From the above, you can determine that the (re)codification of legislation, both in the East and in the West, is aimed at the same objective - e.i. finding fair solutions for human problems and transcribing these into simple, understandable, and accessible legislation. As the Minister of Justice, I want to continue to build upon this idea.
I recommend this book to anyone who likes to look for ahead and make comparisons, as well as anyone who has any legal or commercial contact with the Chinese culture. I wish the author, who is my former professor and a very learned man, Jacques Herbots, the very best. All the success he experiences upon the publication of this book is well deserved.
Deputy Secretary General of China International Economic and Trade Arbitration Commission,
Secretary General of China Maritime Arbitration Commission
In the past four decades, China has undergone fundamental upheavals in all aspects of life. These radical changes in turn require new legislation to shape and monitor the conduct of citizens, enterprises and governments, contract law being a case in point. Professor Herbots’ new book provides insight to the evolution of, and the footprints engraved on, China’s contract law.
Jacques Herbots, Katholieke Universiteit of Leuven, is a Mandarin speaker who initiated his first contact with the prestigious Renmin University of China Law School in 1974, four years before China began opening up to the outside world. Ever since he has been a keen observer of developments in China and has lectured for 25 years on China’s contract law. This book is the outcome of his insights and deliberations.
In the year 2016 alone, of the 4.226 million commercial legal cases, 8,445 were international ones lodged with Chinese Courts or submitted for arbitration. In addition, more than 16,000 maritime disputes, most of them involving foreign elements, were brought for resolution. This book seeks to explain the substantives rules applied in the litigation process, its great strength being that it makes the subject-matter intelligible to the European way of thinking, particularly with respect to contract law.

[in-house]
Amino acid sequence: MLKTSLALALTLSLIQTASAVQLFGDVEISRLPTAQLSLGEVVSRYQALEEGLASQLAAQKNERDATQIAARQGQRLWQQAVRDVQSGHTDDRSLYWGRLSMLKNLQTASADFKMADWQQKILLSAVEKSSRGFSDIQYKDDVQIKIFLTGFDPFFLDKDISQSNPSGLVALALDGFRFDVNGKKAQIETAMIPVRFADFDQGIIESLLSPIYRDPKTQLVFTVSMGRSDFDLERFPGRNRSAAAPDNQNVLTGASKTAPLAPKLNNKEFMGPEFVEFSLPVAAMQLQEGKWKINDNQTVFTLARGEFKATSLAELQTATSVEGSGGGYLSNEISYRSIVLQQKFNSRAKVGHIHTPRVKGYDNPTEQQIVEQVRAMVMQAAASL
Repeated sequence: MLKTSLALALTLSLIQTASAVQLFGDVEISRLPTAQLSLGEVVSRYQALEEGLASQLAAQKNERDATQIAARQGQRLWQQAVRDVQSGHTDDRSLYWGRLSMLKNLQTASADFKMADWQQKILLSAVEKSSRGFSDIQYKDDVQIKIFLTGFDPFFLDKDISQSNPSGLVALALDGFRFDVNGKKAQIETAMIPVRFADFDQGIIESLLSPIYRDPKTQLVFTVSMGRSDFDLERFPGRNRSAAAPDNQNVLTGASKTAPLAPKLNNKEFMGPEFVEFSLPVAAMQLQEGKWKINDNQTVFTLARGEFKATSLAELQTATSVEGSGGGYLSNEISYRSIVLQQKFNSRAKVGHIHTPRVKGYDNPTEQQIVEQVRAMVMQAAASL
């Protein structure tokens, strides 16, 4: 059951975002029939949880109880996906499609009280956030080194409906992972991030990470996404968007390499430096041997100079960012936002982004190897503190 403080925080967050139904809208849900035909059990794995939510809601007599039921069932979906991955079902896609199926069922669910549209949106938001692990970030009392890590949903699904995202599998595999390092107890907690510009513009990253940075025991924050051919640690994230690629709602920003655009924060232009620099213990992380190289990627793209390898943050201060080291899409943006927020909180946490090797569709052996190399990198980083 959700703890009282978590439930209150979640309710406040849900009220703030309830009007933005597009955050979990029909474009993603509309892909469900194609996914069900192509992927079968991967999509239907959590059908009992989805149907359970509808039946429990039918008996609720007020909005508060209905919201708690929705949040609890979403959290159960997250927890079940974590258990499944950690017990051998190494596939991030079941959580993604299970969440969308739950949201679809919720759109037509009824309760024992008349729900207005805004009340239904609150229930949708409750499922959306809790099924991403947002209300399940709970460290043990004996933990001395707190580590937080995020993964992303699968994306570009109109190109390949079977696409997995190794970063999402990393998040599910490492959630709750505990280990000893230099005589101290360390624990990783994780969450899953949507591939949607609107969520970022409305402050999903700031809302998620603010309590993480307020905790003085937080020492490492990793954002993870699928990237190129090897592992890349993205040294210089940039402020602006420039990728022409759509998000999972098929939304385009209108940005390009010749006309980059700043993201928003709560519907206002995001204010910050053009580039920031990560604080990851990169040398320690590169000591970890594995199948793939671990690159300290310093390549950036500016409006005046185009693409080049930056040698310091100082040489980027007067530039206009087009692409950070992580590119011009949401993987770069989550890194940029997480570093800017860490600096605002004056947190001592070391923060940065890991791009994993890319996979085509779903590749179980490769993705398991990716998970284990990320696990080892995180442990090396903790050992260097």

As this reviewer can attest from personal experience of 11,000 cases of 24 years’ law practice in China, a major difficulty in dealing with cases involving legal professionals from as may as 47 countries is the lac of common ground on which to build a consensus. This book will definitely help in that important regard. Although it does not cover each specific article of China’s contract law, it does sift out all the unique and critical points – such as the Anglo-American contract formation, the subrogation claim and the special agency transfer of Articles 402/403 – to showcase the legislative intent.
It does not explain everything, but it serves as a magic key to unlocking an understanding of the whole system.